Editor’s Note: This is part of a series of profiles highlighting the diverse interests and careers of VSCPA members. Know a member (including yourself) who would make for an interesting profile? Email VSCPA Communications Manager Chip Knighton.
It’s been a long, difficult ride for VSCPA member Christina Monfalcone, CPA, in the accounting industry, involving a deceased mentor, an undesirable work situation and one of the most difficult decisions she ever had to make. But she made it through and emerged as an industry leader in her region.
Monfalcone, 39, is president of Monfalcone & Garris, a small firm in downtown Charlottesville that offers audit, tax, bookkeeping, payroll and consulting services to clients including nonprofits and homeowners’ associations. It’s not her first time running a firm — more on that later — but it’s certainly the most fulfilling, and it’s a position she couldn’t have imagined for herself several years ago.
“The past five years, there’s been no time for anything because there’s been so much change and flux in my life,” she said. “Accountants are ingrained with ‘No change.’ A lot of people are like that, but accountants tend to be people who are uncomfortable with change. I thought I couldn’t handle it. At times, I wasn’t sure that I could, but it ended up being that I was OK with it, and now, sometimes I take it for granted that things change and just go with it.”
The Clintwood native graduated from Clinch Valley College (now the University of Virginia’s College at Wise) in 1998, and things went relatively smoothly for the first decade of her career. Starting out as a paraprofessional working for a small firm, she earned her CPA license in 2001 and worked her way up to the manager level before cutting back her hours in 2008 to spend more time with her children and address some slight burnout. When the firm's managing partner died, she was offered the chance to buy the firm, but wasn’t interested in ownership at the time, so the firm merged with another local firm. The merger left Monfalcone as the firm’s junior partner, and it wasn't the best fit
“That partnership was probably the best and worst decision I ever made,” she said. “I thought it as the best choice for myself and the staff members and the clients and chose that path over another option. It was good because it led me to where I am now, but it was not fun.”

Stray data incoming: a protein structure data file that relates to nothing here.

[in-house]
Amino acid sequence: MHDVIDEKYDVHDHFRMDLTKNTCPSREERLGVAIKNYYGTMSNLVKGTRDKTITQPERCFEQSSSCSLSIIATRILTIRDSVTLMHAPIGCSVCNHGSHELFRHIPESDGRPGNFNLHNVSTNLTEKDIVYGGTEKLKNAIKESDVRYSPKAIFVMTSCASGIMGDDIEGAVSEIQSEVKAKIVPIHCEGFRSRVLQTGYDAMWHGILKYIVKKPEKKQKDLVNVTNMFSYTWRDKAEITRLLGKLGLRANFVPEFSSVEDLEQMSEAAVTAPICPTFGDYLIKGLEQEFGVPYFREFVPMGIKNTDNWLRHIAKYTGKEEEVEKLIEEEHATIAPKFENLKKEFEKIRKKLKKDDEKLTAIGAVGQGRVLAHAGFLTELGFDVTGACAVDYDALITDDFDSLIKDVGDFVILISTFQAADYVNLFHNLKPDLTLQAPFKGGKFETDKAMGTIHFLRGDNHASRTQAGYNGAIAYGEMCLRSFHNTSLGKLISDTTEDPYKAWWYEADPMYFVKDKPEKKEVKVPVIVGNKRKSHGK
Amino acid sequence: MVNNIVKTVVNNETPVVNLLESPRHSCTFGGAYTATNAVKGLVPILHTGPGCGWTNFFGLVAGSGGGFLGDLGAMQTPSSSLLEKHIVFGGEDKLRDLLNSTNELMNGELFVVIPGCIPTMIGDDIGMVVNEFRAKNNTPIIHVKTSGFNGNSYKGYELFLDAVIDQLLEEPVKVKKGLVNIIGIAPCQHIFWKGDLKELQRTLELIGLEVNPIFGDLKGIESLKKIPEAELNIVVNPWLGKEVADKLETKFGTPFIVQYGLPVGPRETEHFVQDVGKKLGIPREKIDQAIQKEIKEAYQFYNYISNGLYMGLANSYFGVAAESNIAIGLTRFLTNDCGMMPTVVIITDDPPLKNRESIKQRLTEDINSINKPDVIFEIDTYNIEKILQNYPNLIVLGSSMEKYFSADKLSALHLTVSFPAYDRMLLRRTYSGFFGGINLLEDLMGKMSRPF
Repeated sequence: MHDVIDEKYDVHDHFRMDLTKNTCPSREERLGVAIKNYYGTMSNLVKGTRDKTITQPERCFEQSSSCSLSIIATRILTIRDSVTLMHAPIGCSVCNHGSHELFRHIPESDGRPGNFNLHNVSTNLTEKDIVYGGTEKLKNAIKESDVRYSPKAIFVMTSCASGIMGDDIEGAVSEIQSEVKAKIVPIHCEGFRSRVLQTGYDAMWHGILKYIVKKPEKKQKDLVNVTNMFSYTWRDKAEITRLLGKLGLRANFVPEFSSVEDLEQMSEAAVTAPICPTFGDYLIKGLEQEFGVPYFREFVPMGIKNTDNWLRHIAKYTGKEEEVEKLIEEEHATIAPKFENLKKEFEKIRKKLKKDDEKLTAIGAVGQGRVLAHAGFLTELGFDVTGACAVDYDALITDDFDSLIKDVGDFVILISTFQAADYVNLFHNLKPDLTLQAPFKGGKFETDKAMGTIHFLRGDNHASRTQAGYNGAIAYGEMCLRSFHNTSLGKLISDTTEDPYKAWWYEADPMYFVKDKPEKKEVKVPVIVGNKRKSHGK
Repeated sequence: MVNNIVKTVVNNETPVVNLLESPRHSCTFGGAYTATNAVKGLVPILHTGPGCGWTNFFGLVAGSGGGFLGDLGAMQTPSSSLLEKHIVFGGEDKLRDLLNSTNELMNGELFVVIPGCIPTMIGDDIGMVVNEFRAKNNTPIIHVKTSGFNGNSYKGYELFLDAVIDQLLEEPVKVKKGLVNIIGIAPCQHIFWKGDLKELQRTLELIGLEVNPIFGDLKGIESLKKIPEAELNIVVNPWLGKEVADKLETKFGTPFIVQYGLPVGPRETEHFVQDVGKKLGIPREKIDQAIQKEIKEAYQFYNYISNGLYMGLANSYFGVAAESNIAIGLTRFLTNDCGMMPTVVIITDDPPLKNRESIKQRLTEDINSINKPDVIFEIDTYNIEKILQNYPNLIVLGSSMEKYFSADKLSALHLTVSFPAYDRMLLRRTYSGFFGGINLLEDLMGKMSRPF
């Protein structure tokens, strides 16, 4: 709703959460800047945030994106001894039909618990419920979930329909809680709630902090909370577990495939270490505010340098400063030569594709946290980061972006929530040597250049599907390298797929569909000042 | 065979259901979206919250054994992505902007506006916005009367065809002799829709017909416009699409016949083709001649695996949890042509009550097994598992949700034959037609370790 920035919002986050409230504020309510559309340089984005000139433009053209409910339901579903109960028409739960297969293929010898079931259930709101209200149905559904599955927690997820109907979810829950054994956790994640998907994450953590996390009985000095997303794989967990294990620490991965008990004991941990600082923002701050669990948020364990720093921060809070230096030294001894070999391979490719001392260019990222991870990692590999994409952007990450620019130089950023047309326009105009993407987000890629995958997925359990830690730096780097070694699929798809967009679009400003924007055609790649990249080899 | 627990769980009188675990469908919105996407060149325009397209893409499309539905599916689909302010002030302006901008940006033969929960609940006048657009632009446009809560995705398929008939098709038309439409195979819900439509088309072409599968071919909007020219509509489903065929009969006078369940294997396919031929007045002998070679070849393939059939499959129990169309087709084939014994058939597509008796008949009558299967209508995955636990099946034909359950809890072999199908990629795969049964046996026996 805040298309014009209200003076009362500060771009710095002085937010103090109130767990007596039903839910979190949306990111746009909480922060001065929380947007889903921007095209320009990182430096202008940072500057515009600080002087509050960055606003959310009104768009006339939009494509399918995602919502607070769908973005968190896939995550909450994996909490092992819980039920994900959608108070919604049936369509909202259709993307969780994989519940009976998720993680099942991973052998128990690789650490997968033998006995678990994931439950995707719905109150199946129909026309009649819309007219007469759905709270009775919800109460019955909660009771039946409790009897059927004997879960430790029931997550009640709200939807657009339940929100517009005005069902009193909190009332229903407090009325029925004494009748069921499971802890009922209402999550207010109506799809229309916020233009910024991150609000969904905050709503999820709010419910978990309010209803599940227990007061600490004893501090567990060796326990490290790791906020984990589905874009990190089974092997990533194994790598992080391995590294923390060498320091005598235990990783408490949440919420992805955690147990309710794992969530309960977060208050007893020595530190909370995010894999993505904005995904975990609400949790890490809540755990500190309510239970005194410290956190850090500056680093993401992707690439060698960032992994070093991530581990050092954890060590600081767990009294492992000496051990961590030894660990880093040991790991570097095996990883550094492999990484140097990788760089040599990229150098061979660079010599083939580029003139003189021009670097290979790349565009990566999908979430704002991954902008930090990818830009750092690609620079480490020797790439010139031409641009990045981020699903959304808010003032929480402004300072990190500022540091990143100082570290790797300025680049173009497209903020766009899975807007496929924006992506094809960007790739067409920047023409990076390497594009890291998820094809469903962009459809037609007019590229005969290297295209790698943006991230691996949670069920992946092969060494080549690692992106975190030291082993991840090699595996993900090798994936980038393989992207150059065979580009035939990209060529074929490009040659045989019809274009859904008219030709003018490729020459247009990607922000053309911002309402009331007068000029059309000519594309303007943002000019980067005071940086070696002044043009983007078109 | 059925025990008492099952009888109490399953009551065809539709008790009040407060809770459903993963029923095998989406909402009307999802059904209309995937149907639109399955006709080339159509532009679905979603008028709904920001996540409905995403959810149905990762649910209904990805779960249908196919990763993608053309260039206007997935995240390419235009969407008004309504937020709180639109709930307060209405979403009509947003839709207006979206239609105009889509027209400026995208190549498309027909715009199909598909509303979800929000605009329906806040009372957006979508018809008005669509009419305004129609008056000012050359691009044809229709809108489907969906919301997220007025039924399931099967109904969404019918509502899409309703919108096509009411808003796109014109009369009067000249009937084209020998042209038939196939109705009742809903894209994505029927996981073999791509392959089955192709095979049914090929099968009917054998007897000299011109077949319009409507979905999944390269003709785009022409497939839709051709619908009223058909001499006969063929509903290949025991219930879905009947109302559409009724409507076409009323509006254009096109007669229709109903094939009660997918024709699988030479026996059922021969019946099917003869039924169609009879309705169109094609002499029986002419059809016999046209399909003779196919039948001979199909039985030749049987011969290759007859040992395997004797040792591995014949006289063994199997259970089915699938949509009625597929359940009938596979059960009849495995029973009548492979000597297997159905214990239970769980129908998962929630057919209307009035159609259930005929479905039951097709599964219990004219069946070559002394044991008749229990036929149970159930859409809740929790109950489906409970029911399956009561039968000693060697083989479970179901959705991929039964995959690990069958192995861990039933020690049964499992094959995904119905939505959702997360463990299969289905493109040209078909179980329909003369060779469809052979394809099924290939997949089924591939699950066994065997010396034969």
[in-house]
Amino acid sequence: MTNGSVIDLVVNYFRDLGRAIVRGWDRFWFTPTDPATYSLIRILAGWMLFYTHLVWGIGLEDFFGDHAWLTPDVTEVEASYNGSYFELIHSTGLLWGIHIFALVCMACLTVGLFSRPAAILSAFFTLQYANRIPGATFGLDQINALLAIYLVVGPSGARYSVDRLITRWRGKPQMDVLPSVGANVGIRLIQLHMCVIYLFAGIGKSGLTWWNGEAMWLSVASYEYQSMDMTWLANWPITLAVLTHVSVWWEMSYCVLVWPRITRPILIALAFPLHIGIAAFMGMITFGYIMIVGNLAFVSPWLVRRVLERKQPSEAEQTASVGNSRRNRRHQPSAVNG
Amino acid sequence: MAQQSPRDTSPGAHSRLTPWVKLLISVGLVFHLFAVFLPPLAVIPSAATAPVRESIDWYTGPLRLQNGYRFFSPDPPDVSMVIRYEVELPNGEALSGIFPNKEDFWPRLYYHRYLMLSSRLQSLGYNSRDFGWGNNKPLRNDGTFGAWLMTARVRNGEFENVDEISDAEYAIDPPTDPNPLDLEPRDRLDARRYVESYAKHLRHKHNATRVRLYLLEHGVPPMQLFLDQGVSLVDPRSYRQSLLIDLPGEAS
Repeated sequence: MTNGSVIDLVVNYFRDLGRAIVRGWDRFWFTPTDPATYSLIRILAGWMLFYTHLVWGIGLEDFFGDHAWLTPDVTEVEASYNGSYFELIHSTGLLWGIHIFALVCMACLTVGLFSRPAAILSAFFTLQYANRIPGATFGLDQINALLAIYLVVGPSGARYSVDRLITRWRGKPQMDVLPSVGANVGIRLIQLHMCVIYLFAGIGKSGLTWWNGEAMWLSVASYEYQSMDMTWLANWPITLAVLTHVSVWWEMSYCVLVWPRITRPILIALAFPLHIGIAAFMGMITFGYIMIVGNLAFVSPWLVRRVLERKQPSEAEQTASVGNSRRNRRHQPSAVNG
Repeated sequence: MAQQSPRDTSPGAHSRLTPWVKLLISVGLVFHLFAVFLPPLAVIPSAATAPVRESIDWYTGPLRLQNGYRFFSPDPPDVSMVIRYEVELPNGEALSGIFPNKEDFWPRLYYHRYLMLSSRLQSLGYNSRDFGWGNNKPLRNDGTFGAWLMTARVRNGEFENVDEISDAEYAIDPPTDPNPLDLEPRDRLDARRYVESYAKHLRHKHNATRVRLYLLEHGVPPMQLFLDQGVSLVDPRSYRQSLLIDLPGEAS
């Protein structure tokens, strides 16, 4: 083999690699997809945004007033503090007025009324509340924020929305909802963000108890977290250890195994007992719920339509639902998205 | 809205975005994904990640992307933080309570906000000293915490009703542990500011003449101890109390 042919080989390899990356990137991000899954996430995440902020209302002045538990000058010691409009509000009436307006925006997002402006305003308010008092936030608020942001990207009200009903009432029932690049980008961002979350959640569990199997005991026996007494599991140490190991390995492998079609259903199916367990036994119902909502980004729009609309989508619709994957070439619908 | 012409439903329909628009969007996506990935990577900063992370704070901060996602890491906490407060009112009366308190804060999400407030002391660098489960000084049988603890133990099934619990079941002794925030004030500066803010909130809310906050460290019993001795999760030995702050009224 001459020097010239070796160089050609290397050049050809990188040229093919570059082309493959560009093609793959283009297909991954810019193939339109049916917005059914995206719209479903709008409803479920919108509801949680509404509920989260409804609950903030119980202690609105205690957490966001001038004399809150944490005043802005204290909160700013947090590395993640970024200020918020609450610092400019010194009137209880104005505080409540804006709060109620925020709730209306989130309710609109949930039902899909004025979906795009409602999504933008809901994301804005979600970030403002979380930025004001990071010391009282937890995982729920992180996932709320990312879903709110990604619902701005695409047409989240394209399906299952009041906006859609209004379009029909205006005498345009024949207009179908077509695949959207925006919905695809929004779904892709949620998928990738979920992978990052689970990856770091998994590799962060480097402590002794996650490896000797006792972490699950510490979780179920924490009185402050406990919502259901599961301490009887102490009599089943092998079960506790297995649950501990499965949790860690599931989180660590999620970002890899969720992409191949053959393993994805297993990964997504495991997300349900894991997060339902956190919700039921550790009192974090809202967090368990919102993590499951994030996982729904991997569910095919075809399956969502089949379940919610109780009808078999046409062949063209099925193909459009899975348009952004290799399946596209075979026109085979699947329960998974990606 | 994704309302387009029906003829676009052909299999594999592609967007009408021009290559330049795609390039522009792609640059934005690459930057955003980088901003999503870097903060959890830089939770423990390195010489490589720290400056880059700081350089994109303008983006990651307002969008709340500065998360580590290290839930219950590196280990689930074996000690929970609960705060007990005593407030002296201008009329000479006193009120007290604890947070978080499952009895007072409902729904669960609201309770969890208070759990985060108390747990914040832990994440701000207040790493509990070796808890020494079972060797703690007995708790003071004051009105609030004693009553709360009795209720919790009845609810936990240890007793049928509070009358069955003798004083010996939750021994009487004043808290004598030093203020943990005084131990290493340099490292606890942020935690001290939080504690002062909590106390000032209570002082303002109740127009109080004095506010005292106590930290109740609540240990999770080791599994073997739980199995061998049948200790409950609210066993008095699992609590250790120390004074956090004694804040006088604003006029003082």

After four years, she left the firm and struck out on her own. That move led her to undertake some client acquisition practices with which she wasn’t entirely comfortable.
“I was at the point where I didn’t want to be there anymore. I did not have a non-compete and didn’t know what else to do,” Monfalcone said. “I didn’t want to go into a partnership with somebody else. I didn’t want to go back to a staff position where I didn’t meet clients and generate business, because I liked that part. So I went back on my own.
“I didn’t want to. I fought it really badly, and for a couple of weeks after I left, I wasn’t sure what I wanted to do. But as soon as I left, I basically smiled and dialed for a week. I know some people frown upon that, but those clients were friends.”
Those phone calls led to a book of around 200 clients when she started the Monfalcone Accounting Group, and that number doubled by the end of 2014. But at that point, with her own firm showing such promising signs, another business opportunity was there to put a wrench in the proceedings. The owner of Garris & Co., another small local firm, was looking for a buyout and wanted to know if she was interested.
“This was in December, the worst time possible to think about that, but I decided I was going to give it a try,” Monfalcone said. “It seemed impossible, but if I didn’t do it, I knew I’d kick myself forever.”
With that, Monfalcone & Garris was launched in February of last year. But even that opportunity didn’t lead to a smooth transition.
“I went through a lot of turnover,” Monfalcone said. “…It was frustrating, and with tax season on top of that, it was hard. I spent about eight months rebuilding and lost a significant amount of staff and some clients. But I’ve rebuilt with staff who want to be here and are committed to the clients.”
She added: “I was part of the rumor mill at that point, which was weird for me. To be part of something that you always kind of hear about going on was kind of bizarre.”
With so many twists and turns in the road, it seems miraculous that Monfalcone wound up in the position she’s in. She’s always been interested in taking a leadership role in the profession, having served as the president of the VSCPA’s Thomas Jefferson Chapter from 2004–2006. But now, as one of the profession’s leading female entrepreneurs in the Charlottesville area, she can’t help but look back at what led her to this point.
“If I had made a different choice back in 2008, for instance, I don’t think I would be here right now,” she said. “And if I had left before when I did or a lot after then, I don’t know that I would be here. The timing was just precise. It was totally just a chance, but those two events, I know I wouldn’t be here if I had done something differently.”